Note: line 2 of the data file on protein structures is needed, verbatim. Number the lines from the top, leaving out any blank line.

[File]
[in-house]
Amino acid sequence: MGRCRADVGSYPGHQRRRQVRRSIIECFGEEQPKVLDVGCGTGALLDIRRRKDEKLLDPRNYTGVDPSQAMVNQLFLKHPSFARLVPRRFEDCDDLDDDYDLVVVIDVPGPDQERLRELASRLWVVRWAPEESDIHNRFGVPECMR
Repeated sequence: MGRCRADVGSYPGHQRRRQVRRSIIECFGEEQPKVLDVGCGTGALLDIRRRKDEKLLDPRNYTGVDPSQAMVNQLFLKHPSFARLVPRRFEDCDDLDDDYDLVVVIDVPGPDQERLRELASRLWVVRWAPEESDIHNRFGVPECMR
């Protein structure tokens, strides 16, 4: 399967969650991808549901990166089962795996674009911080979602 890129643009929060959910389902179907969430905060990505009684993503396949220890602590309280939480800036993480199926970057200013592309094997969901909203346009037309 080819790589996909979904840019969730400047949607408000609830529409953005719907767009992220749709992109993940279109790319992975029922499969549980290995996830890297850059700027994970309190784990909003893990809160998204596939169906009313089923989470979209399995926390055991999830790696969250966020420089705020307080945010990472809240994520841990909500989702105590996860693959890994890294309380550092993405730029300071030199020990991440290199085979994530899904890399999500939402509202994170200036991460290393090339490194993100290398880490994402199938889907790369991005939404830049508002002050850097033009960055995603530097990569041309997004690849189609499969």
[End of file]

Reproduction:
Amino acid sequence: MGRCRADVGSYPGHQRRRQVRRSIIECFGEEQPKVLDVGCGTGALLDIRRRKDEKLLDPRNYTGVDPSQAMVNQLFLKHPSFARLVPRRFEDCDDLDDDYDLVVVIDVPGPDQERLRELASRLWVVRWAPEESDIHNRFGVPECMR